Monday, 10 August 2009

Harry Potter And the Grim Grim Dark Grimness.

So, after a few days of my wifes nagging, We finally went to see Harry Potter and The Half-Blood Prince.

And you know what? I thoroughly enjoyed it. Now, this may seem rather insignificant to you, but as my wife could probably tell you, I've always been rather indifferent to the Harry Potter movies. Not that I dont enjoy them, I've just never been particularly bothered about actually seeing them. I liked Order of the Phoenix, but again, I was very indifferent to actually going out and watching them. The same again was something I felt for Half-Blood Prince.

Now, the Book of the film was the only one in the series I found truly problematic. it wasnt bad, but It felt as if the entire thing was merely a setup for Deathly Hallows. To be honest, the last few books felt a little flabby compared to the rest, with multiple chapters of Harry being a whiny little bitch.

Daniel Radcliffe's performance in the film, however, takes a slightly different tone. After the rather miserable opening of Order of the Phoenix, admittedly, leading from the death of Cederic in Goblet of fire set the tone for the whole movie, leading up to the death of Sirius at the end of the movie.

...Look, the book came out in 2003, and the film in 2007. If you claim I'm spoiling it for you, fuck yourself. Seriously.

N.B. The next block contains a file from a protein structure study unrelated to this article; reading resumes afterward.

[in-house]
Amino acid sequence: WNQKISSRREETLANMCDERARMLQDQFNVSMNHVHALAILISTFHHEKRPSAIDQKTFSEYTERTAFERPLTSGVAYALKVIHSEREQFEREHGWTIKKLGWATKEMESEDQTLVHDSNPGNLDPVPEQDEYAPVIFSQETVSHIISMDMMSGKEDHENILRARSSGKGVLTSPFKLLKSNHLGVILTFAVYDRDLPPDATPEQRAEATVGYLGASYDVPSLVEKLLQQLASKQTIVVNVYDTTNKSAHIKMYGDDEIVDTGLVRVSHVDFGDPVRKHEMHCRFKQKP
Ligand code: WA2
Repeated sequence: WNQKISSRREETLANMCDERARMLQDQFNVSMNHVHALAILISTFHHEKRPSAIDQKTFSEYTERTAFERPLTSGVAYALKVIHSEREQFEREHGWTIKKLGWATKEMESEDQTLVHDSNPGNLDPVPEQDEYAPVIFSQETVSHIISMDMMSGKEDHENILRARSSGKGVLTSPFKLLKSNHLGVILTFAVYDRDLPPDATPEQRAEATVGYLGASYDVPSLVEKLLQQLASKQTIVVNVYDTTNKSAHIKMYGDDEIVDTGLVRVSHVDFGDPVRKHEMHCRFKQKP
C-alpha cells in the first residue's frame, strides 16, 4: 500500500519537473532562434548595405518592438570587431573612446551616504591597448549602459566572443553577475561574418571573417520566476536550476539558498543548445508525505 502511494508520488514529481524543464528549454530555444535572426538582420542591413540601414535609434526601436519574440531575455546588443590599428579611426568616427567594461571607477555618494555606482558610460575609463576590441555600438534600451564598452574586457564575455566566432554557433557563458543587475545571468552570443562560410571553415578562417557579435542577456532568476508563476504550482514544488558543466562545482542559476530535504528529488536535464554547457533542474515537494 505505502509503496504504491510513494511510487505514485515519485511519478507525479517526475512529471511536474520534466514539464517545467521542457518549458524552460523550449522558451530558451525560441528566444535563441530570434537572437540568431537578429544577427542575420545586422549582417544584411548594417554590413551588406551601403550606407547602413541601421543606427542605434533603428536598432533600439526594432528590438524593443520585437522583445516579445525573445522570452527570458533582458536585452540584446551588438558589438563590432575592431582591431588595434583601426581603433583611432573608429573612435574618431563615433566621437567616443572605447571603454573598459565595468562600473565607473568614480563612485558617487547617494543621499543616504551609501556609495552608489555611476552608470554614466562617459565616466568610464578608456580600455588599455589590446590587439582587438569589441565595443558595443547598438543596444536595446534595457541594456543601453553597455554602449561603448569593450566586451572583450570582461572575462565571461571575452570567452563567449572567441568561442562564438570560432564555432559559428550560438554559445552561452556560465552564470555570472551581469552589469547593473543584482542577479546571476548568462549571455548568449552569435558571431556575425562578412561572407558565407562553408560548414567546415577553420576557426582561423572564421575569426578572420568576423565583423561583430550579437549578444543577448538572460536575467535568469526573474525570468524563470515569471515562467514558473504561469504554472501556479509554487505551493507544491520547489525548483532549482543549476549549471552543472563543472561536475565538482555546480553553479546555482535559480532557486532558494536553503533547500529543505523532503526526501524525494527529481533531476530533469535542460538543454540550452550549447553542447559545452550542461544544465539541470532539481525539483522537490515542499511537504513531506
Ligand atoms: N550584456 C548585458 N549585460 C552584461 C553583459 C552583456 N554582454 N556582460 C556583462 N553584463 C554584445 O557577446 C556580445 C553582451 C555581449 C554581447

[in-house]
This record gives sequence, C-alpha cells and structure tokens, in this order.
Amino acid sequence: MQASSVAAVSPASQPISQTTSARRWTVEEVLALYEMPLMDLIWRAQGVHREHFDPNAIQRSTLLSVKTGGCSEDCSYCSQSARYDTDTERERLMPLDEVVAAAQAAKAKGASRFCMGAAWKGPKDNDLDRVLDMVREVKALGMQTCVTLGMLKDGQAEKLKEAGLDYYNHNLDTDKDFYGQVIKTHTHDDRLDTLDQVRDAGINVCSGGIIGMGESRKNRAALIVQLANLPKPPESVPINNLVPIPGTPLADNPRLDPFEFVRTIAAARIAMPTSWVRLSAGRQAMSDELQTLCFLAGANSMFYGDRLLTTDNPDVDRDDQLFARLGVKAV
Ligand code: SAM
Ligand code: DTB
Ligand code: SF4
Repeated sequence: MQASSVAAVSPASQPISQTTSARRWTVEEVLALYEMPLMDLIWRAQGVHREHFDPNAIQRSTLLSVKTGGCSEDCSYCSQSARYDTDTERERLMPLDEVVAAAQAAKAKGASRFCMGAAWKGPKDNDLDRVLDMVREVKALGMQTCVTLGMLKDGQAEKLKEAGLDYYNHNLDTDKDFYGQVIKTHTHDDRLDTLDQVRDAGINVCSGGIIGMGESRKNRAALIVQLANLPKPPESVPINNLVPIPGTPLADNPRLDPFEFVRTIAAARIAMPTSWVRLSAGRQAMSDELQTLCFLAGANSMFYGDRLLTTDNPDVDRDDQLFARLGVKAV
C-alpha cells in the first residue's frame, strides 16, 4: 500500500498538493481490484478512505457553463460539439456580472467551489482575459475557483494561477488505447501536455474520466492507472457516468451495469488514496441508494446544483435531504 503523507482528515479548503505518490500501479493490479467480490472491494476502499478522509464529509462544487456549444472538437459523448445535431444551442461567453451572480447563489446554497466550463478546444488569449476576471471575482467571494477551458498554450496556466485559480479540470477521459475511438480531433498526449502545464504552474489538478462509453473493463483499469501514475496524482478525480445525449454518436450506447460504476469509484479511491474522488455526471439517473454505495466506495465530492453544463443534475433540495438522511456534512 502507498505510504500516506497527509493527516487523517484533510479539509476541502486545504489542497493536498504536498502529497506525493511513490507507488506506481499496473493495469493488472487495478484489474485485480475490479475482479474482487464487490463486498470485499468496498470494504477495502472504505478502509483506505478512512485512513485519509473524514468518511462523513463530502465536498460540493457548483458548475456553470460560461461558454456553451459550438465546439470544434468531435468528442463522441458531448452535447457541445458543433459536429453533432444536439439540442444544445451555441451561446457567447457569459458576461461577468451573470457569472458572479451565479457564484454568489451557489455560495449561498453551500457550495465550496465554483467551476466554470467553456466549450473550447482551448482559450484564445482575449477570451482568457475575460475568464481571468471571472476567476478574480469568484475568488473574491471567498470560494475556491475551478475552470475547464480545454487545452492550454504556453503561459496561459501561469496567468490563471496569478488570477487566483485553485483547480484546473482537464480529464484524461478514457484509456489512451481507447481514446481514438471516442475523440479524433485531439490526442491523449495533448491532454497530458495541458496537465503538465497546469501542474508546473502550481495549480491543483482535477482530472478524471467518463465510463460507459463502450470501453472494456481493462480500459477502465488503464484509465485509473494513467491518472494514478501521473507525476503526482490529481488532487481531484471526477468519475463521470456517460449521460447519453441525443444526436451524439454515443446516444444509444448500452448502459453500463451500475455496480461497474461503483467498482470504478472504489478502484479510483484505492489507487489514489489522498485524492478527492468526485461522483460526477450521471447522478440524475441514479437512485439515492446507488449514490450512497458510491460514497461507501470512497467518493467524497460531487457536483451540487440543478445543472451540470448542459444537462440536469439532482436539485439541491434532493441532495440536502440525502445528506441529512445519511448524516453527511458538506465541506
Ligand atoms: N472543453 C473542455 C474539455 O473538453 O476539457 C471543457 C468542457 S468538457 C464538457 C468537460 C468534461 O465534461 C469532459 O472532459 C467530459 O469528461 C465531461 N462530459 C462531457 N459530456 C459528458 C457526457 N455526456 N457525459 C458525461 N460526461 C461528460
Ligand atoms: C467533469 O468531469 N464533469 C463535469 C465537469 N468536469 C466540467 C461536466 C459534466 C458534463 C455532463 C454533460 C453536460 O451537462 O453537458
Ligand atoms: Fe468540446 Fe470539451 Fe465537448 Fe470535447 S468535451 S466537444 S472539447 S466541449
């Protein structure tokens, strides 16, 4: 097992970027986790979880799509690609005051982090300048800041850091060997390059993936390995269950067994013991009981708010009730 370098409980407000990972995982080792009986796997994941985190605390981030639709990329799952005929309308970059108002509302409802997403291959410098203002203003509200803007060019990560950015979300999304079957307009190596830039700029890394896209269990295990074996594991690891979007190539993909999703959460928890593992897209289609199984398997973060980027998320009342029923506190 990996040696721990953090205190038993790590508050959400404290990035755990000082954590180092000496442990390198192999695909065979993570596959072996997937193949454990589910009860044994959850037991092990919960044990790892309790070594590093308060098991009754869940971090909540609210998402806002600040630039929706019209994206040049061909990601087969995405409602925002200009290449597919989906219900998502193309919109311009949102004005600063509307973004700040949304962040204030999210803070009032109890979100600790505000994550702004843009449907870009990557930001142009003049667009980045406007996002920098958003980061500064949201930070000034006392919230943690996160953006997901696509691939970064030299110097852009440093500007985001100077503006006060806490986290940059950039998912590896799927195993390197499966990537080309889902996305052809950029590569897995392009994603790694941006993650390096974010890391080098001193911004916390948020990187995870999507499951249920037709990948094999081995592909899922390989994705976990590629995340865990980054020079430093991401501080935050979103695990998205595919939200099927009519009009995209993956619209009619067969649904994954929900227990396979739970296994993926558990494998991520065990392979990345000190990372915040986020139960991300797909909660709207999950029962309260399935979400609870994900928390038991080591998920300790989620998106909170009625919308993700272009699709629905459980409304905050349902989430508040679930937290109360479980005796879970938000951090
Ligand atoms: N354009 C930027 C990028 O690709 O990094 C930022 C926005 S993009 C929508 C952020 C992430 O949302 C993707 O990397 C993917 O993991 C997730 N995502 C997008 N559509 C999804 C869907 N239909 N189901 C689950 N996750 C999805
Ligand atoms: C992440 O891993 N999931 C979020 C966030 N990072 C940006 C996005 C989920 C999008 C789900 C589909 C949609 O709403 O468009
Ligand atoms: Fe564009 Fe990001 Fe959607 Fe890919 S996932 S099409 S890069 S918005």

Anyways, Radcliffe's performance is the true sign that this young actor has truly ound his feet in the part. In the first few movies I was genuinely underwhelmed with his performances - even making allowance for his age - but in Half-Blood Prince he genuinely makes the part his own, bringing a certain zest to the performance that he previously lacked. And it really worked. His personality leapt off the screen in this film, bringing fantastic life to the movie. Similarly, Rupert Grint and Emma Watson have matured into their roles, allowing the chemistry that the three have shown in interviews to finally come through on screen. Given that the film is far more concerned with the relationships between the characters than those that have come previously, it was just what they needed.

But thats not to say there isn't plenty of action. There is, but it's far mor subtle than in the film's predecessors. There are no really huge shootouts, no extended battles, which is good because there isnt any way this film could have done those sequences without either looking tame next to the last film or overshadowing the climax of the next (two?) films. The attempted attacks on Dumbeldore - especially the scene when a cursed Necklace takes hold, are fairly nerve-wracking.

And all of lends to the general feeling of darkness about this movie. This is not Shiney-Happy Potter. This is the culmination of all the grim imagery thats influenced the last three films, and its all a buildup to the Final sunrise of the last Film. It's a genuine credit to JK Rowling that most of the imagery in the film can be lifted directly from the book. Her Novels are incredibly visual in their writing, and that's one of the things that makes this film what it is: an amazing visual experience.

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